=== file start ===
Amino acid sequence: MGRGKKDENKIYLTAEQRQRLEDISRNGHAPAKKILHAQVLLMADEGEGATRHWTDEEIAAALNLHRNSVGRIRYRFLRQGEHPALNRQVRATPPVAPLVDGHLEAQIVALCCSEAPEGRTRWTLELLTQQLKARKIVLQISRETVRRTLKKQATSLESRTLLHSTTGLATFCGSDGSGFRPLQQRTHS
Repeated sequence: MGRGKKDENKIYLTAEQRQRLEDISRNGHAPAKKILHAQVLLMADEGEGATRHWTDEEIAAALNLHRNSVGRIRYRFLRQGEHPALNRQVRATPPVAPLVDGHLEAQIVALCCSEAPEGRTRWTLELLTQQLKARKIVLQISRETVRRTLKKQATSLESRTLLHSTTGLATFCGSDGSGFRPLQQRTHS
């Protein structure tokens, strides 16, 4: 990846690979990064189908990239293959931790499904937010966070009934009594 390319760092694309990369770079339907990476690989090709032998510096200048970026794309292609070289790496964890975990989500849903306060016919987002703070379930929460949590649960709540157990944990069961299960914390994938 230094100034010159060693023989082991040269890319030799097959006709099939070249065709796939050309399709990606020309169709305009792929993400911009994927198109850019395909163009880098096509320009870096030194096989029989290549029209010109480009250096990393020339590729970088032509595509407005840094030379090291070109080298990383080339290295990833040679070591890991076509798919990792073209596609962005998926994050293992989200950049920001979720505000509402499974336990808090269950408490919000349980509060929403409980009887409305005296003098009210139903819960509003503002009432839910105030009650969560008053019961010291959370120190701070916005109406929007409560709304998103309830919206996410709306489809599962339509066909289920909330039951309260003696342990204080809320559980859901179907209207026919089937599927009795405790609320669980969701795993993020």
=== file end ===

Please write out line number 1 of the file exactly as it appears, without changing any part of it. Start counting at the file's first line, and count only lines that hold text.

Amino acid sequence: MGRGKKDENKIYLTAEQRQRLEDISRNGHAPAKKILHAQVLLMADEGEGATRHWTDEEIAAALNLHRNSVGRIRYRFLRQGEHPALNRQVRATPPVAPLVDGHLEAQIVALCCSEAPEGRTRWTLELLTQQLKARKIVLQISRETVRRTLKKQATSLESRTLLHSTTGLATFCGSDGSGFRPLQQRTHS